The Killing Fields

Written by Samuel Davison, Christine Cock, and Malika Franklin, 2016 Southeast Asia: Animal Conservation

My first steps onto the premises of the S-21 Prison were some of the most impactful. It once was a school; at first I didn’t even believe we were at the prison. How could something that seemed so helpless and fragile be used for a purpose so cruel, so gruesome? It made me feel sick to my stomach.

It made me wonder, would I have the courage to stand up? Would I be a dissenter? Or would my hopes and dreams be shattered, so I would fall in line amongst everyone else? It especially hit home, seeing the images and pictures of the young men and women of the Khmer Rouge, and really taking in how young they truly were; to hear and see the atrocities that these men, women, and young children had to carry out.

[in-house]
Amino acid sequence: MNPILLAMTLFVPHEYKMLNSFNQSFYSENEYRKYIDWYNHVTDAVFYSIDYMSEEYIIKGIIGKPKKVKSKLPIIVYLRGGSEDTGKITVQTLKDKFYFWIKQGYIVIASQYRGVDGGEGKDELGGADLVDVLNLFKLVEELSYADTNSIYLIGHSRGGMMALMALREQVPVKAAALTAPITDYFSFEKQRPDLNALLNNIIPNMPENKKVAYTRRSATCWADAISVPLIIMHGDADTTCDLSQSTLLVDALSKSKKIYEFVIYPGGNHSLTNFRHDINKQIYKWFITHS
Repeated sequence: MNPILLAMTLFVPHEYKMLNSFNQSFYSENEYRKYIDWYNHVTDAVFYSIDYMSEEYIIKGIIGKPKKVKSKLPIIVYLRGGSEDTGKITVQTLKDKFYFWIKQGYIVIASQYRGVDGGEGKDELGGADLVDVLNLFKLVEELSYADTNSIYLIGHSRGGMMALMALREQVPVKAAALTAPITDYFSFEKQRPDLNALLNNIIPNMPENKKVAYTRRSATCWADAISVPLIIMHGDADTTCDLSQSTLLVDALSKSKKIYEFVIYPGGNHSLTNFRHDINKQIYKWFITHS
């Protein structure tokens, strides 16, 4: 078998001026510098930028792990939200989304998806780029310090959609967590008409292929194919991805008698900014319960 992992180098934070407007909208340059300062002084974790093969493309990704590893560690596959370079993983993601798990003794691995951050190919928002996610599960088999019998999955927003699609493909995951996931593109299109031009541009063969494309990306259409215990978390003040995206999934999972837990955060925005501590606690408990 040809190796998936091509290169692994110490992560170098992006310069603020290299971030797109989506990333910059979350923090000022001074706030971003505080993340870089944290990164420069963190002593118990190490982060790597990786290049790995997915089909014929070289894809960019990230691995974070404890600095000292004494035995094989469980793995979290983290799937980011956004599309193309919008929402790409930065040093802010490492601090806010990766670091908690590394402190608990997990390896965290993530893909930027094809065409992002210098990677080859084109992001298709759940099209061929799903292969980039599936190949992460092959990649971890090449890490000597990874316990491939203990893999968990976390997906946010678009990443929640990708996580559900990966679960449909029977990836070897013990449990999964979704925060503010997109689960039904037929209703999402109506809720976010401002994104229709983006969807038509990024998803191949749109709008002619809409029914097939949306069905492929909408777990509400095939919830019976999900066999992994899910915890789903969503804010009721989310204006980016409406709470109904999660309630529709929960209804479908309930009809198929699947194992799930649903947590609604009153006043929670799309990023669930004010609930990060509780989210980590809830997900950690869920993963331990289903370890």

The Khmer Rouge was a communist organization that took over Cambodian rule in 1975 and instated a regime of terror. The people were misled to believe that the Khmer Rouge were there for their own good. Instead, they were evacuated from their cities and forced into manual labour and a life of agriculture. Those that disagreed with the Khmer Rouge were either killed or placed into prisons.

We got the chance to have a brief meeting with some of the survivors of the Khmer Rouge, specifically survivors from the S-21 prison. It is truly amazing to see that there are people who came out of it and are sharing their stories.

Perhaps the most shocking was the fact that this was a genocide I had never even heard of before coming to Cambodia. This is recent history that seemed almost swept under the carpet.

Approximately 3 million people died, were murdered, and were lost, yet before this trip I had never really heard anything about it. To think that there are plenty of mass burial graves – and some that may still never be found – littered and scattered all across Cambodia sends shivers down my spine. When I left the S-21 prison, it felt as though I left something behind.